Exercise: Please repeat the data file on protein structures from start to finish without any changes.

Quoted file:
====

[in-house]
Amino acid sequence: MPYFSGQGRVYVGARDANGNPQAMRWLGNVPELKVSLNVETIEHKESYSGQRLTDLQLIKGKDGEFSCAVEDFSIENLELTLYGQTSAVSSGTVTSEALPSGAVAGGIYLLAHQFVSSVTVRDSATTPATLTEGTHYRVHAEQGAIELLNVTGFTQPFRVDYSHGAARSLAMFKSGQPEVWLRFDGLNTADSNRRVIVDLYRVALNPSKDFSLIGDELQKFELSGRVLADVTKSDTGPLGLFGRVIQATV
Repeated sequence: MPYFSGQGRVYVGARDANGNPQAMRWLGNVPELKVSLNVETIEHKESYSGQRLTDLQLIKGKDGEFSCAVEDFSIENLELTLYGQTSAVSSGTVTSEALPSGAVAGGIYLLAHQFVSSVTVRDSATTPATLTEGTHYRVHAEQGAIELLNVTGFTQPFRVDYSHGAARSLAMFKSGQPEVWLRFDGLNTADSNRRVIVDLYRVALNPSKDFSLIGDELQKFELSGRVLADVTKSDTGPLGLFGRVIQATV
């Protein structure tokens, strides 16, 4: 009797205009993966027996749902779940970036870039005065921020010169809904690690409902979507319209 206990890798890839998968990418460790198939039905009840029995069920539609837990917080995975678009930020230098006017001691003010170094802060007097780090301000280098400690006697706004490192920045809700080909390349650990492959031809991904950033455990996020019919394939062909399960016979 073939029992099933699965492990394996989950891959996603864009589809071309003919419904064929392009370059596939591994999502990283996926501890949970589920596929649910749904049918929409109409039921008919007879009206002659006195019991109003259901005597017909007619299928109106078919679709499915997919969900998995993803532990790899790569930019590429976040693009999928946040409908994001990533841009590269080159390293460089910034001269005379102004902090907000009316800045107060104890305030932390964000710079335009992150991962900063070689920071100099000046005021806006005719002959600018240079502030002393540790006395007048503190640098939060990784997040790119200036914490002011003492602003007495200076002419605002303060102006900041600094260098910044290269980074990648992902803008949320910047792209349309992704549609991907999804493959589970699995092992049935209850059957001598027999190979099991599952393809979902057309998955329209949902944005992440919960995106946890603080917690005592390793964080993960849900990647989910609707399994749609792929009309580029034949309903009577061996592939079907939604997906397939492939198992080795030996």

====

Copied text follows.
[in-house]
Amino acid sequence: MPYFSGQGRVYVGARDANGNPQAMRWLGNVPELKVSLNVETIEHKESYSGQRLTDLQLIKGKDGEFSCAVEDFSIENLELTLYGQTSAVSSGTVTSEALPSGAVAGGIYLLAHQFVSSVTVRDSATTPATLTEGTHYRVHAEQGAIELLNVTGFTQPFRVDYSHGAARSLAMFKSGQPEVWLRFDGLNTADSNRRVIVDLYRVALNPSKDFSLIGDELQKFELSGRVLADVTKSDTGPLGLFGRVIQATV
Repeated sequence: MPYFSGQGRVYVGARDANGNPQAMRWLGNVPELKVSLNVETIEHKESYSGQRLTDLQLIKGKDGEFSCAVEDFSIENLELTLYGQTSAVSSGTVTSEALPSGAVAGGIYLLAHQFVSSVTVRDSATTPATLTEGTHYRVHAEQGAIELLNVTGFTQPFRVDYSHGAARSLAMFKSGQPEVWLRFDGLNTADSNRRVIVDLYRVALNPSKDFSLIGDELQKFELSGRVLADVTKSDTGPLGLFGRVIQATV
């Protein structure tokens, strides 16, 4: 009797205009993966027996749902779940970036870039005065921020010169809904690690409902979507319209 206990890798890839998968990418460790198939039905009840029995069920539609837990917080995975678009930020230098006017001691003010170094802060007097780090301000280098400690006697706004490192920045809700080909390349650990492959031809991904950033455990996020019919394939062909399960016979 073939029992099933699965492990394996989950891959996603864009589809071309003919419904064929392009370059596939591994999502990283996926501890949970589920596929649910749904049918929409109409039921008919007879009206002659006195019991109003259901005597017909007619299928109106078919679709499915997919969900998995993803532990790899790569930019590429976040693009999928946040409908994001990533841009590269080159390293460089910034001269005379102004902090907000009316800045107060104890305030932390964000710079335009992150991962900063070689920071100099000046005021806006005719002959600018240079502030002393540790006395007048503190640098939060990784997040790119200036914490002011003492602003007495200076002419605002303060102006900041600094260098910044290269980074990648992902803008949320910047792209349309992704549609991907999804493959589970699995092992049935209850059957001598027999190979099991599952393809979902057309998955329209949902944005992440919960995106946890603080917690005592390793964080993960849900990647989910609707399994749609792929009309580029034949309903009577061996592939079907939604997906397939492939198992080795030996």